Few people see the effects of climate change as clearly as fishermen. As the climate changes and the oceans warm, fish are moving in search of cooler water, and this can have a big effect on fishermen’s livelihoods. For some, the evidence of climate change turns up in the net, such as when they catch longfin squid in the Gulf of Maine, far north of the usual range for that species. For others, the evidence is in what they’re not catching. Lobstermen in the Long Island Sound, for instance, have had little to catch since the valuable species that once supported them headed up the coast. Winter flounder, silver hake, and black sea bass have all shifted north as well.
These are just a few examples from the East Coast, but a study released last year that looked at more than 350 species from all over North America found that many are moving, and that their movements closely track changing ocean temperatures.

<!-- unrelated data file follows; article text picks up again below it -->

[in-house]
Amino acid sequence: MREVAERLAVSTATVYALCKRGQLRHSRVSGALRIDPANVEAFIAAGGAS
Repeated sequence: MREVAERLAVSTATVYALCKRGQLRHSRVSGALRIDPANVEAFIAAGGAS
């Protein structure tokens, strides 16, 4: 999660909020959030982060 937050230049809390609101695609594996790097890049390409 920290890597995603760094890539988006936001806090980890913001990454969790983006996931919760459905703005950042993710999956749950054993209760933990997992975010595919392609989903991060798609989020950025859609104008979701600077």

In the year since that study was published, Pinsky, in collaboration with NOAA Fisheries, has built a website called OceanAdapt that makes that trove of data, which had been scattered and difficult to access, easily available to the public. Users can search and download data on the geographic and depth ranges of more than 650 species of fish and invertebrates and track how those distributions have changed over time. This will be a valuable tool for the fishermen, fishery managers, and scientists who are grappling with the challenge of adapting to a changing climate.